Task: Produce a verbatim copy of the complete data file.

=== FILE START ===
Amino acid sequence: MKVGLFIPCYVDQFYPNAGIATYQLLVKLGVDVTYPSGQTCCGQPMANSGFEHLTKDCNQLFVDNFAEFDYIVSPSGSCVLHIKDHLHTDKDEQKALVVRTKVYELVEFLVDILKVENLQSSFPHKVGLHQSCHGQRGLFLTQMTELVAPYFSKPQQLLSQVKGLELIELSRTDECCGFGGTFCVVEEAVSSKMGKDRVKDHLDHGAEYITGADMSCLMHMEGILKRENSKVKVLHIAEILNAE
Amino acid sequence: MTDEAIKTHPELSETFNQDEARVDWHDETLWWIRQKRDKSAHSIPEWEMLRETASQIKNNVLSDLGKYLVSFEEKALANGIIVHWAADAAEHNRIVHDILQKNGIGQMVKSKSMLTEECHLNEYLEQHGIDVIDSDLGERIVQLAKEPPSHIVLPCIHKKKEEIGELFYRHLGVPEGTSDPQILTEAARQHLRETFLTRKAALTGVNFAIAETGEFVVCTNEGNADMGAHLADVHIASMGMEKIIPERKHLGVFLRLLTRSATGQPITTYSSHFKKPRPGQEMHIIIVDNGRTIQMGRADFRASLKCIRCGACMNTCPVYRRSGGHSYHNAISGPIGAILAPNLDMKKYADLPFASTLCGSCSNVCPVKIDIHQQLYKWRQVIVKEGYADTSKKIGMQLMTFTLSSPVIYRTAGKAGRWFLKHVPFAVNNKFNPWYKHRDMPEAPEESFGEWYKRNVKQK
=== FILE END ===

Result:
Amino acid sequence: MKVGLFIPCYVDQFYPNAGIATYQLLVKLGVDVTYPSGQTCCGQPMANSGFEHLTKDCNQLFVDNFAEFDYIVSPSGSCVLHIKDHLHTDKDEQKALVVRTKVYELVEFLVDILKVENLQSSFPHKVGLHQSCHGQRGLFLTQMTELVAPYFSKPQQLLSQVKGLELIELSRTDECCGFGGTFCVVEEAVSSKMGKDRVKDHLDHGAEYITGADMSCLMHMEGILKRENSKVKVLHIAEILNAE
Amino acid sequence: MTDEAIKTHPELSETFNQDEARVDWHDETLWWIRQKRDKSAHSIPEWEMLRETASQIKNNVLSDLGKYLVSFEEKALANGIIVHWAADAAEHNRIVHDILQKNGIGQMVKSKSMLTEECHLNEYLEQHGIDVIDSDLGERIVQLAKEPPSHIVLPCIHKKKEEIGELFYRHLGVPEGTSDPQILTEAARQHLRETFLTRKAALTGVNFAIAETGEFVVCTNEGNADMGAHLADVHIASMGMEKIIPERKHLGVFLRLLTRSATGQPITTYSSHFKKPRPGQEMHIIIVDNGRTIQMGRADFRASLKCIRCGACMNTCPVYRRSGGHSYHNAISGPIGAILAPNLDMKKYADLPFASTLCGSCSNVCPVKIDIHQQLYKWRQVIVKEGYADTSKKIGMQLMTFTLSSPVIYRTAGKAGRWFLKHVPFAVNNKFNPWYKHRDMPEAPEESFGEWYKRNVKQK